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Unsecured household debts set to rise by 9.4% this year, TUC says

<span>A third of respondents in a YouGov poll last month said they had fallen behind on household bills in recent months, the TUC said.</span><span>Photograph: Maskot/Getty Images</span>
A third of respondents in a YouGov poll last month said they had fallen behind on household bills in recent months, the TUC said.Photograph: Maskot/Getty Images

UK households are expected to rack up extra unsecured debts of more than £1,600 this year, including on loans and credit cards, as the cost of living crisis continues to bite, according to a TUC analysis.

The TUC said its analysis showed that unsecured household debt – including loans and credit cards but excluding mortgages and, for this exercise, student loans – was on course to increase by 9.4%, or £1,660, in real terms on average per household this year.

It added that this was the largest annual rise in cash terms since records began in 1987.

The trade union body said its findings made a mockery of government claims that “the plan is working” to cut inflation and reduce the pressure on household finances.

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The TUC’s data coincided with official figures showing that a record number of people in England and Wales took out a debt relief order (DRO) – a form of insolvency whereby individuals can get their debts written off – in May.

The TUC said it used official debt data and Office for Budget Responsibility forecasts to produce its analysis.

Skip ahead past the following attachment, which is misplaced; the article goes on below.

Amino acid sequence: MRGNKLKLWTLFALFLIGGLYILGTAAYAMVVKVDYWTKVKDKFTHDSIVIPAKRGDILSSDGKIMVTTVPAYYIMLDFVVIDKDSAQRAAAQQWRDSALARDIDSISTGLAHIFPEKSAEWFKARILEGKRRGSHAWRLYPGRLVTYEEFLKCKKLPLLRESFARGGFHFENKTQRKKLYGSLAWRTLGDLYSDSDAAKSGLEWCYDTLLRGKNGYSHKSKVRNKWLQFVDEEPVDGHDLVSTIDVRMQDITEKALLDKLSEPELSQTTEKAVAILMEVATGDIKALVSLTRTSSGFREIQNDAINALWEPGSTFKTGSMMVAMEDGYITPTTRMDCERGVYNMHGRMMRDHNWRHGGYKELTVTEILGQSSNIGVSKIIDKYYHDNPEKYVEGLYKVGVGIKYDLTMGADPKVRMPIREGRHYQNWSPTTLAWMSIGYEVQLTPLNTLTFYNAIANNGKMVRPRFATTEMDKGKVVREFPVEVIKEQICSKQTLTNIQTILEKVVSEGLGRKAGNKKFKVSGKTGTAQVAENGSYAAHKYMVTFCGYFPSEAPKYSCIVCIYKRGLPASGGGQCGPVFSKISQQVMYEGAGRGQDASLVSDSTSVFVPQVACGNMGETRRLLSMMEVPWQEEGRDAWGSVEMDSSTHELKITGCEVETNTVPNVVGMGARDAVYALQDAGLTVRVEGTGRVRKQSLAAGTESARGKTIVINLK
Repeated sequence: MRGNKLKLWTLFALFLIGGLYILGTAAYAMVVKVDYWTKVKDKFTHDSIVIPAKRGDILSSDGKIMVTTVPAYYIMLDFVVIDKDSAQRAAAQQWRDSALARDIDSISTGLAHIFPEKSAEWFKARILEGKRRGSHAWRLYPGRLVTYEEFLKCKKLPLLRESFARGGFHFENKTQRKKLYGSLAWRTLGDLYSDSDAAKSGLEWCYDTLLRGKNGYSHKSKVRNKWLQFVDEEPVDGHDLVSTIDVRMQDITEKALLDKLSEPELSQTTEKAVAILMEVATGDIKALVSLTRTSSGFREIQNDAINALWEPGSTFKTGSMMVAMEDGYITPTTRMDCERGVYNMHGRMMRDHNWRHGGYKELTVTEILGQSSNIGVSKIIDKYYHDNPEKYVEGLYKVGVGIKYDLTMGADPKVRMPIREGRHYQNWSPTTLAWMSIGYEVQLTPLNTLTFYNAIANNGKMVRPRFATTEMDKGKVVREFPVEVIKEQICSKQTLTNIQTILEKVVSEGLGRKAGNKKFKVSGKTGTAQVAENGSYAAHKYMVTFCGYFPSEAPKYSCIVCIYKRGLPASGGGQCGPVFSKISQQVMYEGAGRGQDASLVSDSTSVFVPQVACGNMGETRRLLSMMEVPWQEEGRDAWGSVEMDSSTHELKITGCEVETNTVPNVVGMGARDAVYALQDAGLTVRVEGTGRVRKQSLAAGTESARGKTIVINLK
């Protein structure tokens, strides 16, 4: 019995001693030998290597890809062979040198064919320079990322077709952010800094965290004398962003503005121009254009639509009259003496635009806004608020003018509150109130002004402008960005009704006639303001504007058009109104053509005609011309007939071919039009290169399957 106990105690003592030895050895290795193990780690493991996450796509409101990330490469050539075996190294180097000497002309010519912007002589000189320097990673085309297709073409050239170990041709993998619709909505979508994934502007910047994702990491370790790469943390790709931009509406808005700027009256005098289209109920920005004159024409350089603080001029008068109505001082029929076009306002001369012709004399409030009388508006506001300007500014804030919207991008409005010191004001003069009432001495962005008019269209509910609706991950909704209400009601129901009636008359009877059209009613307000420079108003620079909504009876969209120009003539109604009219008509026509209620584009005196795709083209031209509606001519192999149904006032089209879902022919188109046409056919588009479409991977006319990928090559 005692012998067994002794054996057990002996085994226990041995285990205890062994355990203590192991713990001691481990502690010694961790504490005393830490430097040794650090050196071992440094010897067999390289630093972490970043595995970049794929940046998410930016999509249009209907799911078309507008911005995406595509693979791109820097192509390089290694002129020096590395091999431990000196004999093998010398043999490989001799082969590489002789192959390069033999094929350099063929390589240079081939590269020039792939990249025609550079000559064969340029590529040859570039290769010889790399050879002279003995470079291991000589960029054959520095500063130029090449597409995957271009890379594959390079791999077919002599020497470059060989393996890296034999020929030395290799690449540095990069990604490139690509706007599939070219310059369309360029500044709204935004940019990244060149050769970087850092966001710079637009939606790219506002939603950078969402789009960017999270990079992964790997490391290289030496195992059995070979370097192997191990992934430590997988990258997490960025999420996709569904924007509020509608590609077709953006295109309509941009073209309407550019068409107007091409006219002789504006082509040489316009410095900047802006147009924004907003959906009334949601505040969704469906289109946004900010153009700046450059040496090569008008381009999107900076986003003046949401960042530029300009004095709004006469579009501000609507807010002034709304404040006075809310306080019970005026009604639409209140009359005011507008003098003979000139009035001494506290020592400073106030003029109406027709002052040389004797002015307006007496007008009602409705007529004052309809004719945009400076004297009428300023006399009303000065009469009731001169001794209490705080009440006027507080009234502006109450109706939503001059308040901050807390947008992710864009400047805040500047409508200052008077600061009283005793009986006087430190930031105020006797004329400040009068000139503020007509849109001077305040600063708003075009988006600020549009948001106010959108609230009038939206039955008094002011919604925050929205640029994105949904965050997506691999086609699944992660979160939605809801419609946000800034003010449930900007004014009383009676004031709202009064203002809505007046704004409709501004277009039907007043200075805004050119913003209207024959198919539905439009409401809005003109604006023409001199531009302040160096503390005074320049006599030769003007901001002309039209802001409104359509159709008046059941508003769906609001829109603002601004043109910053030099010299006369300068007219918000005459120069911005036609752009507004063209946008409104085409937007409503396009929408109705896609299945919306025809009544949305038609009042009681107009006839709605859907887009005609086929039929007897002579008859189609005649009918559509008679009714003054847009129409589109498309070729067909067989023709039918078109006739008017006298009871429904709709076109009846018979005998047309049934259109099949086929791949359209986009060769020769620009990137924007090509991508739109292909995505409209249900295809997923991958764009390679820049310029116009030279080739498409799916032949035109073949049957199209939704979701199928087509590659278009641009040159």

During the cost of living crisis, some borrowing costs have hit record highs, piling the pressure on consumers as bigger housing, energy and food bills force households to put more on credit and take out loans.

On 31 May, the Bank of England revealed that the effective interest rates on overdrafts and credit cards increased by 55 and 20 basis points, to 22.76% and 21.46% respectively. The effective rate on new personal loans to individuals, meanwhile, rose by 62 basis points to 9.01%.

The TUC said that polling carried out for it by YouGov last month showed that millions of people continued to struggle with the cost of living.

More than four in 10 of those surveyed said they had cut back on essentials such as food and utility spending this year, while 60% said they had reduced non-essential spending, including dining out and entertainment.

About a fifth of respondents to the poll of more than 2,000 people said they had fallen behind on household bills in recent months.

The TUC has estimated that UK workers are on course for “nearly two decades of lost living standards”, with real wages not forecast to recover to their 2008 level until 2026. It claimed the average worker would now be £14,700 better off if their pay had kept up with pre-crisis real wage growth trends since 2008.

Last month, when it emerged that UK inflation had fallen to 2.3% in April, its lowest level for almost three years, Rishi Sunak said: “This is proof that the plan is working and that the difficult decisions we have taken are paying off.”

But Paul Nowak, the TUC general secretary, said its findings “show how out of touch this Conservative government is with people’s struggles”.

Figures from the Insolvency Service showed that the number of DROs taken out by individuals reached a new record monthly high of 3,716 – up 8% on the previous record set in April 2024.

A DRO is a solution to help people deal with personal debts they cannot pay, and they are viewed by some as a low-cost alternative to bankruptcy.